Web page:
Any time your boundaries are crossed in a way that disrupts your ability to have your needs met and your preferences honored, you are experiencing a boundary violation. People violate boundaries without even knowing it. In the workplace, boundary violations happen all of the time. For example, an employee has her daughter’s recital to go to on Wednesday at 7 pm. She’s explained to her boss that she needs to leave at 6:30 pm sharp in order to make it to the recital. At 6:29 pm, her boss rushes into her office and tells her that she absolutely needs her to stay a little bit longer to help make a last-minute fix to a project that has to be submitted tonight. That boss may not understand what she just did but the employee certainly feels it. Her boundaries have been violated.
Boundary violation occurs intentionally or unintentionally. The key is to notice when your boundaries are being violated and address the issue promptly. The issue of boundary violation takes on added meaning when you compound the violation with a boss who consistently behaves in this way. Any time you have a manager who does not respect or value your off-hour time, your work/life/family balance needs, and does not understand where your job role begins and ends (and thus has you doing the job of three people), you have a manager who is also a boundary violator. The problem with this is that, at some point, you’ll get so fed up that one of three things will occur: 1) your performance goes down, 2) you quit the job or 3) you change departments or positions in an attempt to get away from your boundary violating boss. While all of these options are viable, none of them teach you how to successfully manage a boundary violator. Rest assured: you’re going to come across these kinds of people in all areas of your life. Use this workplace experience as an opportunity to learn how to navigate these rocky waters.
If you’re confused about whether your boss is a boundary violator (or if he/she just expects a lot of you), here are 7 signs that your boss is, in fact, a boundary violator:
1) You’ve made it clear what you can and cannot do in terms of your work role but consistently get asked to do the tasks and take on the responsibilities that you’ve clearly stated you cannot do (i.e. extra projects, weekend work, extensive travel, longer hours, taking on additional projects when you’re already overwhelmed with the ones you have). In this situation, it’s almost as if you’re talking but your boss doesn’t really hear you… or he/she doesn’t care.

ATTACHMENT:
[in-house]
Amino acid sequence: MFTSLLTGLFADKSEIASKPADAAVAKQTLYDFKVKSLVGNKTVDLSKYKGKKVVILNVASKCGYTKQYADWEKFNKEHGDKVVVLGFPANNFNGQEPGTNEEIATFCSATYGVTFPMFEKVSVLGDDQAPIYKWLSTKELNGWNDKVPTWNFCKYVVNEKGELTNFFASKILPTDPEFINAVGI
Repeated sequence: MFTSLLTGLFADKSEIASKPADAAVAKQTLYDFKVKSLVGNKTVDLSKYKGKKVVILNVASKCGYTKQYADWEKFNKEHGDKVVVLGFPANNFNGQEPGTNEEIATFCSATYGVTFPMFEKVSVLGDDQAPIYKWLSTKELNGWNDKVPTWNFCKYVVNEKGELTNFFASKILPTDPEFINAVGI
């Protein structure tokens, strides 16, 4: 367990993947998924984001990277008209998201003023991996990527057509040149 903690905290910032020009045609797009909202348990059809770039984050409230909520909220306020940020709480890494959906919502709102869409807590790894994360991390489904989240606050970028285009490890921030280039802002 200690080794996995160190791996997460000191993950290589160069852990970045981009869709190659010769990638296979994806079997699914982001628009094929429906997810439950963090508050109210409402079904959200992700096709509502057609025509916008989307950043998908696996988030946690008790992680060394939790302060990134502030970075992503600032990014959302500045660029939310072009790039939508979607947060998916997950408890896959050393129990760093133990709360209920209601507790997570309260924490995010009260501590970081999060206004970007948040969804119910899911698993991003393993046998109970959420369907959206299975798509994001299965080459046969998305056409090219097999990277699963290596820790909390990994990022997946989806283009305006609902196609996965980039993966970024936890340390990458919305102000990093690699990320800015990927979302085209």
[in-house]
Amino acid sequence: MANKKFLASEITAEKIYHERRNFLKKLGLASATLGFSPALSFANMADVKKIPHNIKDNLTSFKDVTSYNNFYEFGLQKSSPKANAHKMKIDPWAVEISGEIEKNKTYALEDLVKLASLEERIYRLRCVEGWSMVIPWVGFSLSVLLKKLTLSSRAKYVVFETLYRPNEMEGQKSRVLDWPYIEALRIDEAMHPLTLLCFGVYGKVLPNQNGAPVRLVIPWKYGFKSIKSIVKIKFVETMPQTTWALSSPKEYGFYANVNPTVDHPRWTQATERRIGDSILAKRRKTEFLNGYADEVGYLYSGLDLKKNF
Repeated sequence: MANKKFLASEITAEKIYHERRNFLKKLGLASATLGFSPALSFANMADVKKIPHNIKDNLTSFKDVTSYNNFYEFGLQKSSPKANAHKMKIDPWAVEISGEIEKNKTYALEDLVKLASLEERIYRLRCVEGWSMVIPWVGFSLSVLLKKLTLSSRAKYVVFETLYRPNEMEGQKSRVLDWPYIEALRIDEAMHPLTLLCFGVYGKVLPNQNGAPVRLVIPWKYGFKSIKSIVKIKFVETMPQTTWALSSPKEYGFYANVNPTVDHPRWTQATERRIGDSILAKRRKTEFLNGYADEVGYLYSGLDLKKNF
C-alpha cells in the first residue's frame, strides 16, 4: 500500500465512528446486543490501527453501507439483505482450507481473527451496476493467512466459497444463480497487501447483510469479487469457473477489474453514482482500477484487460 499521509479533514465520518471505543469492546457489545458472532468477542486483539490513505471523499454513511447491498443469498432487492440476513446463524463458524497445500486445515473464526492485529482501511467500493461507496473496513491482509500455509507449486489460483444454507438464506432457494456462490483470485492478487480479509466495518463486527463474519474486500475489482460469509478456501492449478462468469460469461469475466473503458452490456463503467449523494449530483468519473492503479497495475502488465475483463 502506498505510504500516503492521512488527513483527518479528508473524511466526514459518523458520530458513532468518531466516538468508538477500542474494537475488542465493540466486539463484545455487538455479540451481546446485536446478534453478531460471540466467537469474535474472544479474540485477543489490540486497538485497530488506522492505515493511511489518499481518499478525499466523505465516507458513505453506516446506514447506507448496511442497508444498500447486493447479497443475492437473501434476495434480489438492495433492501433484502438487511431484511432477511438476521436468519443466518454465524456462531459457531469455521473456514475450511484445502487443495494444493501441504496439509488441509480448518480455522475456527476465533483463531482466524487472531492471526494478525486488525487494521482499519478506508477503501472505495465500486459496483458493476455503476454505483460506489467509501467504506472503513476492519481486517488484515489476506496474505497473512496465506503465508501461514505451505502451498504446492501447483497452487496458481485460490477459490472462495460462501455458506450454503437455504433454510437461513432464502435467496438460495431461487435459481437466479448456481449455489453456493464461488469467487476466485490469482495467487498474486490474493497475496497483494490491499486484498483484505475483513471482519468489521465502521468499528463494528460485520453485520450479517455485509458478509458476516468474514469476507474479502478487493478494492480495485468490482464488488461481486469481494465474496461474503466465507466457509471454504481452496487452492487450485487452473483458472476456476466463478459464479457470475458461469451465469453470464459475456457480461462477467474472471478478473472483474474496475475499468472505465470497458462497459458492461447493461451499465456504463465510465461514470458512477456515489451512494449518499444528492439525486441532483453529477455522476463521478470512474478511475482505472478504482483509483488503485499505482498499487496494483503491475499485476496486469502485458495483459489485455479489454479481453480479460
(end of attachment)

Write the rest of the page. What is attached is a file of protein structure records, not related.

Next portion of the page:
2) Your boss consistently reminds you of past mistakes that you’ve made as a way of guilting you into doing more work than is required of you (i.e. playing the blame/shame/guilt game as a way of making you feel like you ‘owe’ your boss).
3) On the one hand, your boss praises your work but, on the other hand, he/she refuses to help you move up in the company. At every performance appraisal, he/she has at least 10 reasons why you’re “not ready” to move up in the ranks.
4) Your boss inappropriately confides in you as a “friend” about his or her personal life, marital troubles, and work issues and asks you for advice, thus putting you in an awkward position.
5) Your boss consistently waits until the very last minute to ask you to “help out” on projects, tasks and committees that he/she could’ve easily asked you to participate in earlier.
6) Your boss delegates a lot of tasks to you but takes all of the credit.
7) Your boss is disorganized when it comes to delegating responsibility when on vacation, leaving early, or going on business trips and expects that you will pick up the slack for his or her lack of follow through.
Those are just seven of the signs that your boss is a boundary violator. If even two are present, know that it is up to you to have that boundary conversation. When setting work boundaries, many employees fear that if they firmly set boundaries, they’ll put themselves at risk for losing their jobs. At the end of the day, here’s the truth: your boss will continue to violate your boundaries as long as you let him or her do that. It is up to you to decide if your best bet is to:
1) find another job,
2) find another position within the company,
3) have a boundary conversation or
4) simply start saying no.
Only you know the exact dynamics of your department and your relationship with your boss. Trust your intuition on this one.
If you’re sick and tired of being sick and tired, get your resume and cover letter together and begin to pursue opportunities elsewhere. If you feel that your talent and gifts are being taken advantage of, you have the power to stop that today. At any moment, you can request a meeting where you ask your boss to modify your hours, your job role, negotiate your salary, or simply seek employment elsewhere and deal with the boundary violation until you move on to another firm. But you’ve got to do something. Whenever boundary violations go on for an extended period of time, one of two things happens: 1) the person being violated loses self-esteem, hope, and performance suffers to the point of turnover (voluntary or involuntary) or 2) the person violating never learns the powerful lesson that people will give you 200% if they know that you truly care for them and take their needs into consideration. To allow boundary violations to continue to occur is a lose-lose situation. Don’t put up with it. There is a way to create and keep healthy boundaries in ALL areas of your life, especially at work.